What Exactly Do We Know Part III: The Nightmare Edition

Categories: Decision Making, NFL
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Published on: October 28, 2014

This will be the final installment in my “What Exactly Do We Know” series. I think I’ve beat this horse enough that it’s about to fall over. But I need to talk about one final aspect of statistical reasoning and knowledge derived from data analysis. And this one is the creeping horror that should keep us all up at night. At the very least, this would keep me up at night if I were advising an actual NFL team. I’m going to being explaining the horror by having you imagine a job interview.

Actually, I’m going to ask you to imagine the lack of a job interview. How would you feel if you knew you were a top three candidate for a job, but the company called you one day saying “We don’t do interviews. We’ve already made our selection and we selected someone else because they had a higher college GPA.” When I ask my students to imagine this scenario, they say they’d be annoyed. They talk about how a particular score on a test doesn’t define them and if only they could get an interview they could prove their abilities and their worth.

However, if you’re trying to assess abilities and skills, evaluating on college GPA is actually the best way to get the skills and abilities you’re interested in. In fact, trying to assess abilities and skills with an unstructured conversation is one of the best ways to introduce unintended and significant bias into your decision making process. Most large, modern organizations don’t even use a conversation-style interview to assess skills anymore. Conversation-style interviews are done to only answer whether the person interviewing you could stand working with you for a day. But I digress.

I bring up job interviews because they are a fascinating point of the employee selection process. If used in the old let’s-chat-for-20-minutes way, the interviewer is unlikely to see the person’s worth with any form of accuracy. Which brings us back to football.

Football is an amazingly interesting game because of how interdependent all the action is. However, the interdependence leaves us with a fundamental problem. Can someone looking from outside the situation truly see what is actually happening in a quarterback-wide receiver connection? I looked in the published academic literature and couldn’t find the study that directly answers that question. I’m running the study in my lab right now, but I won’t have an answer for you for a long while. I haven’t looked at the data yet, but the tangentially related studies all seem to indicate that the answer is “No, we can’t see who is responsible for what when looking from the outside.” And, assuming I’m right, how then can we trust the opinion of any talent evaluator that doesn’t attempt to systematically control for such biases? Can even the most relevant talent evaluators, namely those that make personnel decisions for NFL teams, be trusted to make the right evaluation?

My top quarterback prospects from the 2014 draft were Nathan Scheelhaase and Keith Price. At the moment, neither of these players is on an NFL roster. The internet currently does not record what Scheelhaase is up to, but Prince is a quarterback – a backup for the Saskatchewan Roughriders in the Canadian Football League. So…what are we to make of this?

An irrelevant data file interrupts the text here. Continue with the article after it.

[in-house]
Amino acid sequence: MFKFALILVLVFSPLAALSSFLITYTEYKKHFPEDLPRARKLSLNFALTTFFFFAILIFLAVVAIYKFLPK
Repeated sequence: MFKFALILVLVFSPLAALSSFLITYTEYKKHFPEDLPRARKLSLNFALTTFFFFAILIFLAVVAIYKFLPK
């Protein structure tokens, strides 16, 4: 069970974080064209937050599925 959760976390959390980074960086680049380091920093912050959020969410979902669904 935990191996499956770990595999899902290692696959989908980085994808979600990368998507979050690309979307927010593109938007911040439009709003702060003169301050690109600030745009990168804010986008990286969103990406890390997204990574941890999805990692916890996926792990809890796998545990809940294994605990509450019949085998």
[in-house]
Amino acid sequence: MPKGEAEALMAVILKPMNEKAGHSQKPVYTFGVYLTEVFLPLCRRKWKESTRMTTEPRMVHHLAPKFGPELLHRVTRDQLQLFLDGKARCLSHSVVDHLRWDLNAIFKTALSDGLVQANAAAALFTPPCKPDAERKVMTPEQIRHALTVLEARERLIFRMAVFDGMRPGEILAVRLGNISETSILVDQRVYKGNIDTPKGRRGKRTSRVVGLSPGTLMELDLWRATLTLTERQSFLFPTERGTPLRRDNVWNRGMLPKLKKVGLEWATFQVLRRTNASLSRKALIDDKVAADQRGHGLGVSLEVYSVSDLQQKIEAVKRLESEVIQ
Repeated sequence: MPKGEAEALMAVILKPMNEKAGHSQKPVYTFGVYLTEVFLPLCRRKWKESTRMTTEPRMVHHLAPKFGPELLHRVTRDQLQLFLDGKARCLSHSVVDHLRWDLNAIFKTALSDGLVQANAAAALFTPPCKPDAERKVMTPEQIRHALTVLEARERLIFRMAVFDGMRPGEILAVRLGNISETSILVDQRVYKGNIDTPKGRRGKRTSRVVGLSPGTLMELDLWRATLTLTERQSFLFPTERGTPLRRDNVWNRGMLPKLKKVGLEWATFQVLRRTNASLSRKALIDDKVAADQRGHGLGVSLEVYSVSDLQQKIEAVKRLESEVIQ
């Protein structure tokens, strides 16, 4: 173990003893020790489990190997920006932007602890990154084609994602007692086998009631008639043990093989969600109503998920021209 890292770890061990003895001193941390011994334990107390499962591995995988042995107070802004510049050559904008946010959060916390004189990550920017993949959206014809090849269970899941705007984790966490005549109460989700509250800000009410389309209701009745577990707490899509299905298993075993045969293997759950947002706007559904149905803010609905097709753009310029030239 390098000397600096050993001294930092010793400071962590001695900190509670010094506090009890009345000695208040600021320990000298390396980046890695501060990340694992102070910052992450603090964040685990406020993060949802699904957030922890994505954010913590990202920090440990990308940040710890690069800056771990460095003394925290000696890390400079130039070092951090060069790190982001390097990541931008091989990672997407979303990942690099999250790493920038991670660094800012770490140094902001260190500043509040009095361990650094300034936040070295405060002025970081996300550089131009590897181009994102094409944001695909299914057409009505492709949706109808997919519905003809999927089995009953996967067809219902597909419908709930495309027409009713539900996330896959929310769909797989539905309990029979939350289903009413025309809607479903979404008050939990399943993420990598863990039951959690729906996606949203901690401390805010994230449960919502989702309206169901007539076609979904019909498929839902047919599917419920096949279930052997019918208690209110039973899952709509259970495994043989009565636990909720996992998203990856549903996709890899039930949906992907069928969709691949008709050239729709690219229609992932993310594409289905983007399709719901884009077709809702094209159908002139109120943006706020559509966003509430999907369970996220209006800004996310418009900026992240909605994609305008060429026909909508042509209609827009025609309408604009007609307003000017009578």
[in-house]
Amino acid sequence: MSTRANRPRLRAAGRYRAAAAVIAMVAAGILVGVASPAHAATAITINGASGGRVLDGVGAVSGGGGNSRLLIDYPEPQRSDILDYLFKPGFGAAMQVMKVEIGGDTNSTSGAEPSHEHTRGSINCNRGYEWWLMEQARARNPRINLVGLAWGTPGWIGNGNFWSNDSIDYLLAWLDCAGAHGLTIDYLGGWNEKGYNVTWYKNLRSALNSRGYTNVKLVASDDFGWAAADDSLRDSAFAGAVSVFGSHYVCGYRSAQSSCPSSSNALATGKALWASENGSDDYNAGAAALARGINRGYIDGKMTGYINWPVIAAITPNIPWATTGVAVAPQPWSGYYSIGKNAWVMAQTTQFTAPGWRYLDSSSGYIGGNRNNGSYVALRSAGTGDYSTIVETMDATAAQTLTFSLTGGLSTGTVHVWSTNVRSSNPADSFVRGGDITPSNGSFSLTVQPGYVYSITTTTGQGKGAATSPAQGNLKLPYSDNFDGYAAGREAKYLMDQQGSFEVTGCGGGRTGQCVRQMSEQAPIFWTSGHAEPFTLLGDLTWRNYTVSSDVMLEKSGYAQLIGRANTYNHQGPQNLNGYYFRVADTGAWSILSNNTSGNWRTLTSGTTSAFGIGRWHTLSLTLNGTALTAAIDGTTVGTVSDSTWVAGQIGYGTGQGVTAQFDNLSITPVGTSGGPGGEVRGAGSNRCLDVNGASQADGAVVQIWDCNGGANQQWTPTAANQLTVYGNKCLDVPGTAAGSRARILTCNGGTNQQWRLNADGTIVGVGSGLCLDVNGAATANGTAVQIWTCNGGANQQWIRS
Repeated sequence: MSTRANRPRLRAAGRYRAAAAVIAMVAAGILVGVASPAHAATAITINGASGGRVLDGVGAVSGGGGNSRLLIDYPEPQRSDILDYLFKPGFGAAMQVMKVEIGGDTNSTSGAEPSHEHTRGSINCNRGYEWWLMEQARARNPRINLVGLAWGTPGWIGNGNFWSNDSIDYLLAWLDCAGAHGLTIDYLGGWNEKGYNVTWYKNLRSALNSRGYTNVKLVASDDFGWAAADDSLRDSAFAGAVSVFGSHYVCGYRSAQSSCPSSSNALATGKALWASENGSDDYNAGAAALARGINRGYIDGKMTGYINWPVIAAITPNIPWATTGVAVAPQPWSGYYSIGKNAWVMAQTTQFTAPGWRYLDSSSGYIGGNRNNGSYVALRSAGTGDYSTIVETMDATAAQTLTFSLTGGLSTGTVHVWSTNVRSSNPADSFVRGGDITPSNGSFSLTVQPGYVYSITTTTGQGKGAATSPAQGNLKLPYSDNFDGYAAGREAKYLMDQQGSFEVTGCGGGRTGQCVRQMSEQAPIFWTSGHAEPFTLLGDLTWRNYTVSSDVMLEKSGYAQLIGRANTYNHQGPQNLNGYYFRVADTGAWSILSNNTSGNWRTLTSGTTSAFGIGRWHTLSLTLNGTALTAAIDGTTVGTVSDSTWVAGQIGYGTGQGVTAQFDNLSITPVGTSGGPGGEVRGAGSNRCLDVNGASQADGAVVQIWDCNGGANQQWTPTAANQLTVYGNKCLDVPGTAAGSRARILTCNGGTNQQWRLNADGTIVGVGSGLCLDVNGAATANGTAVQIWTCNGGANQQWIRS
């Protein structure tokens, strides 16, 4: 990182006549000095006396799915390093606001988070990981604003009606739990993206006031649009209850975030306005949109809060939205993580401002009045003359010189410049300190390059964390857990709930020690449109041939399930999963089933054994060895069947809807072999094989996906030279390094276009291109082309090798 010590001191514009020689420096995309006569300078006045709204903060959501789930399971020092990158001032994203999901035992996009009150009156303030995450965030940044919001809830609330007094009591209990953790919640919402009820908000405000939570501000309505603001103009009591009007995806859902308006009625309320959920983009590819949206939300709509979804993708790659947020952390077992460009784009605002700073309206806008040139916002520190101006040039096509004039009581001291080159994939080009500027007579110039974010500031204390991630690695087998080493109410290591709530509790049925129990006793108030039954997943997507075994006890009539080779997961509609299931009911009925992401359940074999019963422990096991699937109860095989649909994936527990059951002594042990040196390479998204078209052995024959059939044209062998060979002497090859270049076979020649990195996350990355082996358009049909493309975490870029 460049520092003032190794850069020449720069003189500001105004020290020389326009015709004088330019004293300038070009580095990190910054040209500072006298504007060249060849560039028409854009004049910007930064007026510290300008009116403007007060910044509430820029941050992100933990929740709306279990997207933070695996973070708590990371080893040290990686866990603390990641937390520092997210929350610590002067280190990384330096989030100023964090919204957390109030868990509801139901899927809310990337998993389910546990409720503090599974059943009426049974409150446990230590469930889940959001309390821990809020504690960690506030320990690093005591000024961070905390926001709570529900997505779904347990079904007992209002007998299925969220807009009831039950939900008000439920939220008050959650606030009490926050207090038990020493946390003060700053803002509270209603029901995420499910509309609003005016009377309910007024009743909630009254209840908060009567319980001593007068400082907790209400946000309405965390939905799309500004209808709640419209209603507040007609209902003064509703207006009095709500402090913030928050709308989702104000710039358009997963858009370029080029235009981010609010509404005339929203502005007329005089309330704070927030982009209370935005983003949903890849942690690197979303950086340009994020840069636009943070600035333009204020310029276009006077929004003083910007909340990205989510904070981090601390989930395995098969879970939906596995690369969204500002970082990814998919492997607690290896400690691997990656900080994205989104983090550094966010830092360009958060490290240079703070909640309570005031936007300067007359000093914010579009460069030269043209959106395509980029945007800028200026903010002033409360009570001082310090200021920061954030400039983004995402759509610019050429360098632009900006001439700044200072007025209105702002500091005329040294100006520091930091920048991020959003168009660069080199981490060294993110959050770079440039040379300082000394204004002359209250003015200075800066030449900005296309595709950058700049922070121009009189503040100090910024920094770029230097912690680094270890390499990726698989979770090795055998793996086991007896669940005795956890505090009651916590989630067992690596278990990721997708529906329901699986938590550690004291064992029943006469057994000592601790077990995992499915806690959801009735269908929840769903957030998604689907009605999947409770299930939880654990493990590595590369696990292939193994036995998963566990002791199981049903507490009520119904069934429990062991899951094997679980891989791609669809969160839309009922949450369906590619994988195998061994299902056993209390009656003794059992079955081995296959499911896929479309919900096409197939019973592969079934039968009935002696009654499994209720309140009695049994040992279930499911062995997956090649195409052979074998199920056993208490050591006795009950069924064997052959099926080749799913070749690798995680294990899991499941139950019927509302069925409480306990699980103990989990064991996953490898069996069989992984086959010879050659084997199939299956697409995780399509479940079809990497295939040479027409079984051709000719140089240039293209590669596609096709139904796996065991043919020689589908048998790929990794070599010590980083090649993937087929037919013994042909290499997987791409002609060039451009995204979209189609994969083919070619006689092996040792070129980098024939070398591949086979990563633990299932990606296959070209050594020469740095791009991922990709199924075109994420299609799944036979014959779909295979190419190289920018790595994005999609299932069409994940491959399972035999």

Keith Price 2013.jpg

Let’s say I’m right and we can’t trust talent evaluators that don’t use data to control the biases. This means that I can put out a list of prospect, those prospects can go out into the league and get evaluated. In the case of Price, he was evaluated by two of the best in the business – the Seahawks and Patriots.   Neither team desired his services which is how he ended up in Canada. But according to the theory we put out in the first paragraph, the fact that he didn’t get picked up doesn’t mean anything. We already believe that the evaluators can’t control a human bias. Hopefully you understand that this is a very advantageous rhetorical position to be in. How can you convince me that I’m wrong? What evidence would I accept if I won’t accept the pre-season evaluation of two teams who I have already stated I believe a two of the best in the league in evaluating talent?

The only evidence that the model will currently accept is on-field, regular season outcomes. And not only that, but I would need a lot of attempts to actually consider the notion I’m wrong. Which is why I would lose sleep if I worked for an NFL team. I’d have to trust the wings of Bayesian statistics to a degree I’ve never had to in the past. How terrifying would that be?

What Exactly Do You Know, Part II: The “Is He Your Cousin or Something?” Edition

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Published on: October 21, 2014

In last week’s post, I discussed the concept of what statistical inference actually tells you and how it’s boring and cumbersome to talk about it accurately, so analysts often shorten the conversation so they can actually talk with real people about something interesting. Today we take a slightly different tack regarding what exactly we know. Our example for this week is Minnesota Vikings quarterback Christian Ponder.

Christian Ponder close-up.jpg